Jump to content

default beneficiary on an IRA


JulesInCNY

Recommended Posts

my dad passed a few months ago, somewhat unexpectedly after a brief but serious illness, so my siblings and I are dealing with the aftermath of not having everything wrapped up in a neat little ribbon.  he had an IRA that was paying him a small monthly installment to cover his annual RMD.  my mom wanted to transfer the IRA to her own and continue getting the monthly installments, but the custodian is telling us there was no beneficiary designation on file (what?  hard to believe my dad didn't do this!) and the only default is to an Estate, and taxable.  why wouldn't it be to a spouse?  I deal mostly with qualified 401k and retirement plan distributions so an IRA is out of my field of expertise.  we continue to search for old documents at the house, but in the meantime am looking for some guidance.  is this normal for an IRA?  it doesn't make sense that mom will have to get an attorney and set up an estate, go thru probate, have to pay taxes (and legal fees!), etc.   thanks!

Link to comment
Share on other sites

Sorry about your dad's death.

There are lots of ways to avoid probate in most states.  There is the small estate exemption (amount varies by state).  Or if all the property is in a living trust (or enough that the remainder is under the small estate exemption for the relevant state), or if most accounts have transfer on death designations or are held as JTWROS.  A trust is typically needed to avoid probate on real property that it not held JTWROS.  So the IRA could very well bollix things up and force a probate.   I'd ask the custodian for a copy of the IRA document to verify the provision dealing with death and no designated beneficiary.  If the estate is the default, then yeah, probate may be the only option.  Bummer.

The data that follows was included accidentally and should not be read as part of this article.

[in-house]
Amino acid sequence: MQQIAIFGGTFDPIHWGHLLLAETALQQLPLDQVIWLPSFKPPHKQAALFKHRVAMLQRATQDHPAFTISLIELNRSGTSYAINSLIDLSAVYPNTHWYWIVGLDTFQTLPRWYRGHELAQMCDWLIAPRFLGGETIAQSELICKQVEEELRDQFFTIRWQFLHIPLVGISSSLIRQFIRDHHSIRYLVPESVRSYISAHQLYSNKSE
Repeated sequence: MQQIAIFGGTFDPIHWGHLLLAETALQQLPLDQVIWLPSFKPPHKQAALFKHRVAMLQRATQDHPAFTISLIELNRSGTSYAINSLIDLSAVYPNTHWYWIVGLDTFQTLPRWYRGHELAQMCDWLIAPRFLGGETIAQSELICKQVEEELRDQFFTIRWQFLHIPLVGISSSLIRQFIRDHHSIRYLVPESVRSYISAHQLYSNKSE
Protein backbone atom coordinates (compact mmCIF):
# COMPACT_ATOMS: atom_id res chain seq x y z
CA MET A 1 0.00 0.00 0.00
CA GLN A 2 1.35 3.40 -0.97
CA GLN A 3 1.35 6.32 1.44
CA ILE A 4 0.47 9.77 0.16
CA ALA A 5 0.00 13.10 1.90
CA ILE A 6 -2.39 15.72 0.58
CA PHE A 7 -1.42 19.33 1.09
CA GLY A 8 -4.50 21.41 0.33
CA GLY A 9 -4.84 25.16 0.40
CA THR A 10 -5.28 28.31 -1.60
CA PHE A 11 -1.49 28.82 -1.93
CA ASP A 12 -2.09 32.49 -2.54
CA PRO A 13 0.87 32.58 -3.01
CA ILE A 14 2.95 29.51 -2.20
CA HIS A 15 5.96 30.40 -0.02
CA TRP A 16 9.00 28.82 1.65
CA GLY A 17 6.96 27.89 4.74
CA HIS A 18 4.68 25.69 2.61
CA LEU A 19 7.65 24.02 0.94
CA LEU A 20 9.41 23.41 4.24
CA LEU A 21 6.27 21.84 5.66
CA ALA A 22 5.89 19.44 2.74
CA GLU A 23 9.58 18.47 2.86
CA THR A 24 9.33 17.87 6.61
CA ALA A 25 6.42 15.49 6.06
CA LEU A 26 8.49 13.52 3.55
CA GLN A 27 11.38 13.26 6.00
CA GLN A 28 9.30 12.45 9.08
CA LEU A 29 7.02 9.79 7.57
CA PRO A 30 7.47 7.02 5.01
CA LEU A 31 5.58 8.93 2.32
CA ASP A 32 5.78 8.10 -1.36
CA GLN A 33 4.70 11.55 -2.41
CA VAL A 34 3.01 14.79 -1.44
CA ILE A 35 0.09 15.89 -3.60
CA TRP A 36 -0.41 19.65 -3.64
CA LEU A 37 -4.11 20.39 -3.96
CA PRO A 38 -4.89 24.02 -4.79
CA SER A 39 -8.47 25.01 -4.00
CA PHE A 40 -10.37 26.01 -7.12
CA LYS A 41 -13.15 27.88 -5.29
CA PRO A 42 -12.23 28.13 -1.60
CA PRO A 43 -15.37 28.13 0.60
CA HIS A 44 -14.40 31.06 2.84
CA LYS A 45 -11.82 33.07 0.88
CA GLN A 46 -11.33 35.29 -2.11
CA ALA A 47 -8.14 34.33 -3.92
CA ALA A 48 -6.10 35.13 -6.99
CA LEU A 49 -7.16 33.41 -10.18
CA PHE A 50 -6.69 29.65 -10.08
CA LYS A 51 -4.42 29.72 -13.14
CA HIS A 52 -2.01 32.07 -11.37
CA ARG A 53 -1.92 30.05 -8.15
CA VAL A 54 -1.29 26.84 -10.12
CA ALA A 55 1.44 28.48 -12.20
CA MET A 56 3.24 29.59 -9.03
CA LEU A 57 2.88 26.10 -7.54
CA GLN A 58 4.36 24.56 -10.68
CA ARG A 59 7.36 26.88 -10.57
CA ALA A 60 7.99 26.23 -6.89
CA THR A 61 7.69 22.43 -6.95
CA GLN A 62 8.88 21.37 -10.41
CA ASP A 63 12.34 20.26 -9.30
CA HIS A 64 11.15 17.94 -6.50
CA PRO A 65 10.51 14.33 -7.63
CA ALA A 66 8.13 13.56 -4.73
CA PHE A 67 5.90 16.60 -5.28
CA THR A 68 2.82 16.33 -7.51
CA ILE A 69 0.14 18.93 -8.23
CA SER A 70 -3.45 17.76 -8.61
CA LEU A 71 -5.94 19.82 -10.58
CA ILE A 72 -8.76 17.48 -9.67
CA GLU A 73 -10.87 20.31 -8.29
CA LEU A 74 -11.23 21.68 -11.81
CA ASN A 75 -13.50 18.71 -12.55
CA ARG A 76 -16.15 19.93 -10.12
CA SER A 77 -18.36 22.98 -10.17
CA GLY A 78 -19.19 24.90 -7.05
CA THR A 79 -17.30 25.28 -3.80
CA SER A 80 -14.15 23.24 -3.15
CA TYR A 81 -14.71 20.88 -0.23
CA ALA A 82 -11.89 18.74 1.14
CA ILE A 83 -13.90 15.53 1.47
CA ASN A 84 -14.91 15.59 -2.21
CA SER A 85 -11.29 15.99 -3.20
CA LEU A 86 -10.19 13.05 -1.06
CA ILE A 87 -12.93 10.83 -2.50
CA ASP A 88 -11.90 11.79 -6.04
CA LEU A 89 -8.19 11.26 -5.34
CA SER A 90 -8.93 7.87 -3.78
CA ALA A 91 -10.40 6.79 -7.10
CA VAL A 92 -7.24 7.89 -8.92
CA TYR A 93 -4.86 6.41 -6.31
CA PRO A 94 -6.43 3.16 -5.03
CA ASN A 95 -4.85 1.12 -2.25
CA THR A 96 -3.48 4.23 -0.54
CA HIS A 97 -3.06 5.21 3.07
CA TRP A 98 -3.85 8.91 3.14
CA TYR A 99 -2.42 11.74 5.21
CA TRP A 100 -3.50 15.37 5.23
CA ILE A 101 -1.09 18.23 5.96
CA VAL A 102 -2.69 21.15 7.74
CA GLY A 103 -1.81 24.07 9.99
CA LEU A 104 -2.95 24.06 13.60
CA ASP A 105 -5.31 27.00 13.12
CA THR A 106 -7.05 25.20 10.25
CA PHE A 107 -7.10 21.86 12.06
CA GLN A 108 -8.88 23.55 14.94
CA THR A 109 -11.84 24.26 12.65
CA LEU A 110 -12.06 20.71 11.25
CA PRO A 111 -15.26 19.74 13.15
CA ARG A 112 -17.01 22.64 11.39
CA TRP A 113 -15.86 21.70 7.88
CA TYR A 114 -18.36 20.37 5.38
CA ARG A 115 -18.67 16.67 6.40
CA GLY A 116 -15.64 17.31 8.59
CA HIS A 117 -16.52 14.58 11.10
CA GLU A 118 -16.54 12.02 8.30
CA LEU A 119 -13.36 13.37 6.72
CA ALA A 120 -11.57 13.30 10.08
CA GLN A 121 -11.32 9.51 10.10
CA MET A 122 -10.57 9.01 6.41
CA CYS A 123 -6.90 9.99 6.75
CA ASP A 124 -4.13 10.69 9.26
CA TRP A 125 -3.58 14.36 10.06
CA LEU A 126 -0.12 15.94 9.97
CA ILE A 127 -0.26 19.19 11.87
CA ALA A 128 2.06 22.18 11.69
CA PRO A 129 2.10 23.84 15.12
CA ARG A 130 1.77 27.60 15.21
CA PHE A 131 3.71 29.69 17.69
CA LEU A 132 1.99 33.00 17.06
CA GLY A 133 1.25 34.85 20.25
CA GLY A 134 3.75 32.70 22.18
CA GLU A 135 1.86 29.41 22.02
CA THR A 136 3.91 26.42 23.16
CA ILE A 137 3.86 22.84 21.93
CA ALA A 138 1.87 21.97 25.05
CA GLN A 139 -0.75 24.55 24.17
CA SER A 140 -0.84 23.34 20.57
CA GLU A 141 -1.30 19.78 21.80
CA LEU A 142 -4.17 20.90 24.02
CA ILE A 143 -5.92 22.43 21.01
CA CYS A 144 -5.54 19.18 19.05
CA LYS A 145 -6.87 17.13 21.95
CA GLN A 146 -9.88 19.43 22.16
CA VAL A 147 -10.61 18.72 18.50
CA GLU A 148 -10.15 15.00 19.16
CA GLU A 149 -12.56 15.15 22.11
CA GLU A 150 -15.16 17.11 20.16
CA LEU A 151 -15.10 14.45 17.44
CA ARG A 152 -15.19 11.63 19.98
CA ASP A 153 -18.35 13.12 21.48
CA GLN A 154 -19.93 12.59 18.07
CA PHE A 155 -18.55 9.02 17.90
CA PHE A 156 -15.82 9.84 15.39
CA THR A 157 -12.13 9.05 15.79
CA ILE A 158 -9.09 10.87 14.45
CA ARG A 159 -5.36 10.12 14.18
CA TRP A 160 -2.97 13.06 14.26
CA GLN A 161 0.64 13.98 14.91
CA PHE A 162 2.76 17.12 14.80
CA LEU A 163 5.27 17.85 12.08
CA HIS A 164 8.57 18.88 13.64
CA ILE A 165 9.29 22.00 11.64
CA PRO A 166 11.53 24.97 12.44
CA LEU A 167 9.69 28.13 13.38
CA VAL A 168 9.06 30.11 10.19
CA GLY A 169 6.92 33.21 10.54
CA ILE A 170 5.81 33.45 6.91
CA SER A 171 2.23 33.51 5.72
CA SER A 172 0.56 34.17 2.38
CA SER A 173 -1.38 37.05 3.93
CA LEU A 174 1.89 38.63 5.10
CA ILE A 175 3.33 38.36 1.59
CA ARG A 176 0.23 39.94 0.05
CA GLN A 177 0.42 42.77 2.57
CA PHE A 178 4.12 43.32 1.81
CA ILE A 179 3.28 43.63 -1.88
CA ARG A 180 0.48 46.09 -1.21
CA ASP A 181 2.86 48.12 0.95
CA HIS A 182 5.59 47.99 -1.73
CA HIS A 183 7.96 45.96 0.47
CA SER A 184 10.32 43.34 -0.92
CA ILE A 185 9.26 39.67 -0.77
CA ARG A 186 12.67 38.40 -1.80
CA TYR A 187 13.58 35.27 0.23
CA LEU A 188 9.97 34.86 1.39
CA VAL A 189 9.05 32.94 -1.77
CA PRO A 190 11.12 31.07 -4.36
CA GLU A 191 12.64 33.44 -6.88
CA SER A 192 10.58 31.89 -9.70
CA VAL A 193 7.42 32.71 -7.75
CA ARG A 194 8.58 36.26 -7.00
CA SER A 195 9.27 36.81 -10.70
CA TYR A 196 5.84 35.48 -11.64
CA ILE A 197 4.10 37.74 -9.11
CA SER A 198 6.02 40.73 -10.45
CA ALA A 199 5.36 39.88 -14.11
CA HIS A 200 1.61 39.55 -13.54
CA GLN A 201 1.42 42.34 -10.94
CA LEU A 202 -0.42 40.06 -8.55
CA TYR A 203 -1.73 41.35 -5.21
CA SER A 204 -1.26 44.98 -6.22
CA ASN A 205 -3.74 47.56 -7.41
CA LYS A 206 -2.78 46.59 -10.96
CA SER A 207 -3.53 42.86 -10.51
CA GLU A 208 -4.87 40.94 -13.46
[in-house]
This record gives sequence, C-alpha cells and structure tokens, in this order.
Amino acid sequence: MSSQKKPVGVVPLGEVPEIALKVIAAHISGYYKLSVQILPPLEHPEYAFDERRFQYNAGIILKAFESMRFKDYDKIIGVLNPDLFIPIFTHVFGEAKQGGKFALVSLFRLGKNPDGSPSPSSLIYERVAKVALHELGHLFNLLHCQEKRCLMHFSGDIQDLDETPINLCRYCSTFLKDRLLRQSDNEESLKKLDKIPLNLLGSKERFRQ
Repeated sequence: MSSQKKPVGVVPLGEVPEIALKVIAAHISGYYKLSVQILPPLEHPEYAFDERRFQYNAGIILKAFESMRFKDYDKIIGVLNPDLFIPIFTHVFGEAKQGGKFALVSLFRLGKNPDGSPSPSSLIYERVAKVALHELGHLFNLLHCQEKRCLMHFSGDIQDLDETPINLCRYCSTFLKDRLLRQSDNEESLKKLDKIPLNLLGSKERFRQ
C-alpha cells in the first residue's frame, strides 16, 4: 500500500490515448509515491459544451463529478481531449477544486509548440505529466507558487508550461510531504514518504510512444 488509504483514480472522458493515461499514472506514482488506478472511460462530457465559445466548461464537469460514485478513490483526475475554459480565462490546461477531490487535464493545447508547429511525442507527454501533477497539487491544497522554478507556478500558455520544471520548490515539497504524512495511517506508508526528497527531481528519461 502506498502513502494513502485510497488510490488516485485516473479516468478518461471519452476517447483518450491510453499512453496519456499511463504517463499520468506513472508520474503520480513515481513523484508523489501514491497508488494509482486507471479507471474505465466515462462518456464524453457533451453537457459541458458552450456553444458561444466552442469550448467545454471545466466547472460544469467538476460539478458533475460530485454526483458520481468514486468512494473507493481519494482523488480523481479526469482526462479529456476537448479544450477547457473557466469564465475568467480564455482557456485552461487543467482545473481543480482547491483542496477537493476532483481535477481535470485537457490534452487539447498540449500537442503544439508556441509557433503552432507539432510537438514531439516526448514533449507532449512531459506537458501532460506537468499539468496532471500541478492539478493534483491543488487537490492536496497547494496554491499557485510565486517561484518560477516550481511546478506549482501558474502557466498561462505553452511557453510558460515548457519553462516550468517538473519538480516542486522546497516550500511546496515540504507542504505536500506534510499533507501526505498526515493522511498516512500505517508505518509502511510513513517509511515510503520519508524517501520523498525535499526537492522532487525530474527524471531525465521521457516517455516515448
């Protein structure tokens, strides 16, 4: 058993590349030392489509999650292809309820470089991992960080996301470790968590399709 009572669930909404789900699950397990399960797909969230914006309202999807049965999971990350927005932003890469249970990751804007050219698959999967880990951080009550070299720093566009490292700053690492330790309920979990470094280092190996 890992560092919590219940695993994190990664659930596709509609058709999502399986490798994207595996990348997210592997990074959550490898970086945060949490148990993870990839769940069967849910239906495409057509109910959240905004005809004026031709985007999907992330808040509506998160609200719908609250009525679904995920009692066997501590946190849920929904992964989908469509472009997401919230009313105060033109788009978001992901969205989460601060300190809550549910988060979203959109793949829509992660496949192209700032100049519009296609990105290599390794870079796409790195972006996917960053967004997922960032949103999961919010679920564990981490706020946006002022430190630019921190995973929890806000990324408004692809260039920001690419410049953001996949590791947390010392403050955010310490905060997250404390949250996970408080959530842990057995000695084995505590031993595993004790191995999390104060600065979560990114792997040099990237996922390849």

I carry stuff uphill for others who get all the glory.

Link to comment
Share on other sites

I'm sorry about your dad's death and that your mom has to deal with this issue while grieving. Unfortunately, if a beneficiary designation doesn't exist the beneficiary hierarchy is governed by the IRA Agreement. I agree with shERPA that you should ask for a copy of the agreement. If the IRA is passed to the estate, and depending on the size of the estate, you may be able to go through the small estate process and avoid going through probate. If that's the case, your mom, because she is a spouse, could do a rollover of the IRA distribution into her account. Sorry once again, and good luck with this.

Link to comment
Share on other sites

thank you all for the advice.  he did have a will, everything goes to mom (house, contents, bank accounts, etc.).  unfortunately so do all the headaches of updating accounts into her name.  but still looking for old documents...  

Link to comment
Share on other sites

  • 1 month later...

I ran into PLR201936009 that might be of interest. Decedent's estate was the named beneficiary of Decedent's IRA. The surviving spouse was the personal representative and the sole beneficiary of the Decedent's plan. Long story short, IRS treated the plan as having been received by the surviving spouse for purposes of 402(c) and eligible for a rollover to an IRA in her name without being included in gross income.

Link to comment
Share on other sites

Create an account or sign in to comment

You need to be a member in order to leave a comment

Create an account

Sign up for a new account in our community. It's easy!

Register a new account

Sign in

Already have an account? Sign in here.

Sign In Now
×
×
  • Create New...